According to an article by Archana Chaudhary and Siddhartha Singh published by Bloomberg, India intends to introduce the law to ban cryptocurrency trading.
This law would prohibit the purchase and sale of cryptocurrencies, as has already happened in other Asian economies that have chosen to regulate the crypto market.
The new bill would now be under discussion within the country’s government and will be sent to parliament for possible ratification at a later date.
The source of this information is anonymous, and given the country’s confused approach to cryptocurrencies over time, it shouldn’t necessarily be taken as reliable information.
Such measures were already adopted by China in 2017 but were not particularly effective, and given that the Indian country is unlikely to be able to operate a regime of controls that is superior to that of China, a similar outcome is to be expected for these stringent regulations.
Another thing in common with the Chinese approach is the Indian government’s support for the development of blockchain technologies, forgetting that the real blockchains are only decentralized ones and that they can only survive if they have their own native cryptocurrency.
It is therefore fair to assume that the path that cryptocurrencies will take in the next few years in India may repeat the path taken in recent years in China, where trading on crypto exchanges has by no means stopped, rather it has simply shifted to foreign exchanges.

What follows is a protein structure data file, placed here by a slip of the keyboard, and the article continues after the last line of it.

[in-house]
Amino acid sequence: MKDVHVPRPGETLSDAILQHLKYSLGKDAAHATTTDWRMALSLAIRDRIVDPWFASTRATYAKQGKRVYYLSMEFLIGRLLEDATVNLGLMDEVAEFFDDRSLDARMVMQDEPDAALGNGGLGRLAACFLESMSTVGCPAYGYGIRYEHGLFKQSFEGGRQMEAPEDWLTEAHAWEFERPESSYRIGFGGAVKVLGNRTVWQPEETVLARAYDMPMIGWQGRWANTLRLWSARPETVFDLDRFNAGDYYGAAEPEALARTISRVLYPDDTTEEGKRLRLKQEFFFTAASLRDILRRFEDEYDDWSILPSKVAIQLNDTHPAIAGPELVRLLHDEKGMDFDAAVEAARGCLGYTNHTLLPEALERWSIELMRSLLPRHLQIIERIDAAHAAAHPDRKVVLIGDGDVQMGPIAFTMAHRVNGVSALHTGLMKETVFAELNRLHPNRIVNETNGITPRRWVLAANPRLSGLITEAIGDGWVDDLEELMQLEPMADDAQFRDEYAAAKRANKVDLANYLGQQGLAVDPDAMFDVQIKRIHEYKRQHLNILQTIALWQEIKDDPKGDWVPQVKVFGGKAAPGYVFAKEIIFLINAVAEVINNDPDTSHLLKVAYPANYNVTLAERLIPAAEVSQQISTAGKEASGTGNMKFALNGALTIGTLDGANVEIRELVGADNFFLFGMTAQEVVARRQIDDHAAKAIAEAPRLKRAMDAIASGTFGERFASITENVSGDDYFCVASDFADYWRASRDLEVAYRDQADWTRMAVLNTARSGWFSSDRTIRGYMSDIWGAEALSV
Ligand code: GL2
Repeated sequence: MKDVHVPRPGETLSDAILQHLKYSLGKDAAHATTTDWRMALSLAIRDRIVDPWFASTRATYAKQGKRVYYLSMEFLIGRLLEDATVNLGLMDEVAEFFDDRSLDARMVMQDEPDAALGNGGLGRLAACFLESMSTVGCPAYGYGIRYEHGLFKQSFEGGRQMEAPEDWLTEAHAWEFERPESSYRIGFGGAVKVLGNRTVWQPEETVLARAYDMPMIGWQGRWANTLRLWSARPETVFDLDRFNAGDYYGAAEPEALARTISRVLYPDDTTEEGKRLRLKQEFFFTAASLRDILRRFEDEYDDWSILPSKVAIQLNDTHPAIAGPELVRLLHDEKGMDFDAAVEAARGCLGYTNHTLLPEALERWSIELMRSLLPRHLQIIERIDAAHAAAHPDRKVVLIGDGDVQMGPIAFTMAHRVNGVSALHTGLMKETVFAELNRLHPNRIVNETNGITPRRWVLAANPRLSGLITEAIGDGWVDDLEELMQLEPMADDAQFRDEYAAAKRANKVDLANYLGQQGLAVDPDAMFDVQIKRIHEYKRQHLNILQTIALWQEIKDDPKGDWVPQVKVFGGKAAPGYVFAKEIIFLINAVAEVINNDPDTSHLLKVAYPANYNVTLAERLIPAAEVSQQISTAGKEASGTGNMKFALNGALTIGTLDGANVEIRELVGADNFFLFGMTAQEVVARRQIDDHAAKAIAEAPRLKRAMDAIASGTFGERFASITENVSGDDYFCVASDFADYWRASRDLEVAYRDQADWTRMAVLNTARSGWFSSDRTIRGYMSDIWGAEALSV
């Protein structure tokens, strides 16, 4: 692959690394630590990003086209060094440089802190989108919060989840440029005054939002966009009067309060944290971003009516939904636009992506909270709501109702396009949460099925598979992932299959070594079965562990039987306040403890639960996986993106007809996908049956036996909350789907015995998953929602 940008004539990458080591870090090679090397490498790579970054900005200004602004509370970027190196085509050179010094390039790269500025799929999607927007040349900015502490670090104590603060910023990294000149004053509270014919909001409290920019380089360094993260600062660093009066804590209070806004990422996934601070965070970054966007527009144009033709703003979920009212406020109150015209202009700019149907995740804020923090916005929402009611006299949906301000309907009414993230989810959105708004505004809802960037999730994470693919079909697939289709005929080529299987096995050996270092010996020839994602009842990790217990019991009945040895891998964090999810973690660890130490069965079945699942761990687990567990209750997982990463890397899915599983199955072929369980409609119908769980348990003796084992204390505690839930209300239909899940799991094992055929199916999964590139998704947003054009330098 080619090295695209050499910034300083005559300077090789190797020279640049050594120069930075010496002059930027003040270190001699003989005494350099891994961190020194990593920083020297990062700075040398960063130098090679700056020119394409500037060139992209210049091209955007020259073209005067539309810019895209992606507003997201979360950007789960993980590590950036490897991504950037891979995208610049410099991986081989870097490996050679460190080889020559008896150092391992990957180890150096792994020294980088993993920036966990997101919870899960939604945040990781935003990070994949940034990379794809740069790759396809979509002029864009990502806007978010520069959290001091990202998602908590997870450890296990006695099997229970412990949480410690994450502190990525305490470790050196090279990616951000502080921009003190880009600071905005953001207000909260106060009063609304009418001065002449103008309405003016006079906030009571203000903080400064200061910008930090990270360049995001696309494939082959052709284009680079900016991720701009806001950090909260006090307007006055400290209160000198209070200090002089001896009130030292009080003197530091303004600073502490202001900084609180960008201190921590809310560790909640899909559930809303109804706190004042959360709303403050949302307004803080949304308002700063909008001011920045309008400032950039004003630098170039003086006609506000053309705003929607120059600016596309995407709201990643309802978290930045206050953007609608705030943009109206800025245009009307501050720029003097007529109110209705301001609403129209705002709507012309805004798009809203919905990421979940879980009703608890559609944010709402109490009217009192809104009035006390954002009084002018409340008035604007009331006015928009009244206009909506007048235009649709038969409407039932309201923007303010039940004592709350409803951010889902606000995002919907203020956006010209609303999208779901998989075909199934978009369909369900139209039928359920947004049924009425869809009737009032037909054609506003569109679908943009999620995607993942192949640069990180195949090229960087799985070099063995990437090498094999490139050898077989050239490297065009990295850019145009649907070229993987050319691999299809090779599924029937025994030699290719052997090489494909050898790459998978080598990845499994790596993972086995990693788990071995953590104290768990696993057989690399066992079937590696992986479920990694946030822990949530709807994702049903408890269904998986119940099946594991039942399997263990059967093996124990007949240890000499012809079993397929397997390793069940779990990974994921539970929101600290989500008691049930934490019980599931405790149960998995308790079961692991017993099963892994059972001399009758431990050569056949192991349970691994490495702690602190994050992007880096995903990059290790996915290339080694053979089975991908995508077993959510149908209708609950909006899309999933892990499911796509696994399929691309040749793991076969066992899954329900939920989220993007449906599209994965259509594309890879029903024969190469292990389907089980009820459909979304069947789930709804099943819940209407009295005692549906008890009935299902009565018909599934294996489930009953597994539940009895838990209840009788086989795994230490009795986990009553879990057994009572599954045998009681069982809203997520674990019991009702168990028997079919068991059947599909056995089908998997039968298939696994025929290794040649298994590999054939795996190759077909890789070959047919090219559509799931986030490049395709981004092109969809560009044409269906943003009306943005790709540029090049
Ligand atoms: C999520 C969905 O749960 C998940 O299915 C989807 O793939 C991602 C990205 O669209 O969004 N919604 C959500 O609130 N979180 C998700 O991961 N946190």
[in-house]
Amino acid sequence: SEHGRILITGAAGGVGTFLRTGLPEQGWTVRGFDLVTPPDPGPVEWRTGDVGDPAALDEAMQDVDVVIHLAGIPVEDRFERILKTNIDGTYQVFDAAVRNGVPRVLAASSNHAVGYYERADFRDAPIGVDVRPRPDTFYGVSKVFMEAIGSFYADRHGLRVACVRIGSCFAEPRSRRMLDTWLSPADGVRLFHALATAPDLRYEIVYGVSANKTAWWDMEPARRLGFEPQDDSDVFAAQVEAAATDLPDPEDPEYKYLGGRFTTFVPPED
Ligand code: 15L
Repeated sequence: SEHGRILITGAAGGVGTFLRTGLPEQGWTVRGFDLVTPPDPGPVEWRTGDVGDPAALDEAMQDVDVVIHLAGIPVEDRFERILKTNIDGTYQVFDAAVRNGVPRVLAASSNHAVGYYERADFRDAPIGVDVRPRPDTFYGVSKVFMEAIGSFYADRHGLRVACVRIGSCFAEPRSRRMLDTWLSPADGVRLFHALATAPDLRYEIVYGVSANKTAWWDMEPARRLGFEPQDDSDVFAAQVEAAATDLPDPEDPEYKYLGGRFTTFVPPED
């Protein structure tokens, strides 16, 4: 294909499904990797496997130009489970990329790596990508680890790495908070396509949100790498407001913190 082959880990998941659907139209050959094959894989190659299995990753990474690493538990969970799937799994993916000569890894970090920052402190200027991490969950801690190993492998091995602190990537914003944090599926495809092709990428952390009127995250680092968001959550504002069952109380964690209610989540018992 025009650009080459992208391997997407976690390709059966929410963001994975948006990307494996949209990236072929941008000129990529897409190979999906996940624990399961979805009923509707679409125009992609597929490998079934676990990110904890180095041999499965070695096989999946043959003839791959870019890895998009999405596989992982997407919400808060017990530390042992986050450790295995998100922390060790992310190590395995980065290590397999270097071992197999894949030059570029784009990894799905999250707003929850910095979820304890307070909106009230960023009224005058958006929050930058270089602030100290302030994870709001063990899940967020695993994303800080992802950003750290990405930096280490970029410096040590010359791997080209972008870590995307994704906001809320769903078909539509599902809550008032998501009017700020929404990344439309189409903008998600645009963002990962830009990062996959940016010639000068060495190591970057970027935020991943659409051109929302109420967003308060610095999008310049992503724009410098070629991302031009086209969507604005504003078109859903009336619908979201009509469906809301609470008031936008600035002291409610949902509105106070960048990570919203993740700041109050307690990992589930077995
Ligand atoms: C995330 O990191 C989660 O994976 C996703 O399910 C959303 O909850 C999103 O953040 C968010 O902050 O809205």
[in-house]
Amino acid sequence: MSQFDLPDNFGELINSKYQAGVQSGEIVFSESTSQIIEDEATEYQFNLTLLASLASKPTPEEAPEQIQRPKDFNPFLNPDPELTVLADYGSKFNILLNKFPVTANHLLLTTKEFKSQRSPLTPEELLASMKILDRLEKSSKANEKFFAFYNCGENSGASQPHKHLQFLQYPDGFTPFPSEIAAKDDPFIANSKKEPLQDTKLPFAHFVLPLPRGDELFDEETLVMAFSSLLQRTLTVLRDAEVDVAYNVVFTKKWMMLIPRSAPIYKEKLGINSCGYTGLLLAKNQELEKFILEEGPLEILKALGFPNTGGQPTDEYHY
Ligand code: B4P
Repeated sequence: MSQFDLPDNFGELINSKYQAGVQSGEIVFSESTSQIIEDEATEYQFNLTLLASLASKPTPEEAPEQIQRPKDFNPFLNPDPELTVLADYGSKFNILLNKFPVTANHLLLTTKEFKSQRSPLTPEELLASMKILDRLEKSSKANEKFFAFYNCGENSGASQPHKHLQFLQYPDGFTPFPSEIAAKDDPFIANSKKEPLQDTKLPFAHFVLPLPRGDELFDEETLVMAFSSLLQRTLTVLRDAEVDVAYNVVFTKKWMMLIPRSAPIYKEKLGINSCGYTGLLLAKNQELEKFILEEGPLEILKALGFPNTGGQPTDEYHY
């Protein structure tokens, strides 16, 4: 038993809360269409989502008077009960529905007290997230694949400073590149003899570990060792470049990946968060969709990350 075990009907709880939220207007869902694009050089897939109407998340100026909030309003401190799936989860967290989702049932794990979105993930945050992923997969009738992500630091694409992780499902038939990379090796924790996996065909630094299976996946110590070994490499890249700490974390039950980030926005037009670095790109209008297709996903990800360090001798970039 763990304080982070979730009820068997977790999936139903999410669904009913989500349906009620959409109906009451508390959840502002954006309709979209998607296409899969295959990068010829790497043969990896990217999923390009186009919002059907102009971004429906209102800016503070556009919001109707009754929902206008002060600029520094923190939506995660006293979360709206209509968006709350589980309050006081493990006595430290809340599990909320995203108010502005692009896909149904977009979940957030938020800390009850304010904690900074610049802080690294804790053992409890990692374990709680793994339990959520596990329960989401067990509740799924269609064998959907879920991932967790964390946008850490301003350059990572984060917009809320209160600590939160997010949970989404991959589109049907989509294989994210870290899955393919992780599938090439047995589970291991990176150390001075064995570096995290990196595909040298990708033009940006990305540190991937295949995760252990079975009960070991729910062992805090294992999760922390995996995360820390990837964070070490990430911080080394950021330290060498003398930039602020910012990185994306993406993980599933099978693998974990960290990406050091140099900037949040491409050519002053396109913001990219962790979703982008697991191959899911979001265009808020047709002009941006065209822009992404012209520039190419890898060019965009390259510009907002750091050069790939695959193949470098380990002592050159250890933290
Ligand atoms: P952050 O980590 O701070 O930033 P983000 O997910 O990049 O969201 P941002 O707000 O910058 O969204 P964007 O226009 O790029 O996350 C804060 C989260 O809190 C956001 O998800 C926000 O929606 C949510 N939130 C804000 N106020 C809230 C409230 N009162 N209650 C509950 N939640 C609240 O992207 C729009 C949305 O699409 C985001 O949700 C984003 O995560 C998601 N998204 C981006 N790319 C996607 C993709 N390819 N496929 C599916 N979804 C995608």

Cryptocurrency ban in India, the previous one
Moreover, Indian exchanges have already won a first battle against the government thanks to the sentence of the Constitutional Court of the country that declared the previous ban illegitimate, so they will almost certainly continue to fight.
Another fact is that, since then, the crypto trading volume on Indian exchanges has increased by 450%, showing a clear interest in these instruments on the part of the population.
For example, other Asian countries, such as South Korea, rather than banning cryptocurrency trading, they have strictly regulated the activity of crypto exchanges, which continue to flourish.
And China is even planning to release its own digital currency soon, probably based on a centralized distributed ledger.
India has already lost its first battle against cryptocurrencies and may end up losing the second, which currently seems somewhat anachronistic. All without probably even having popular support.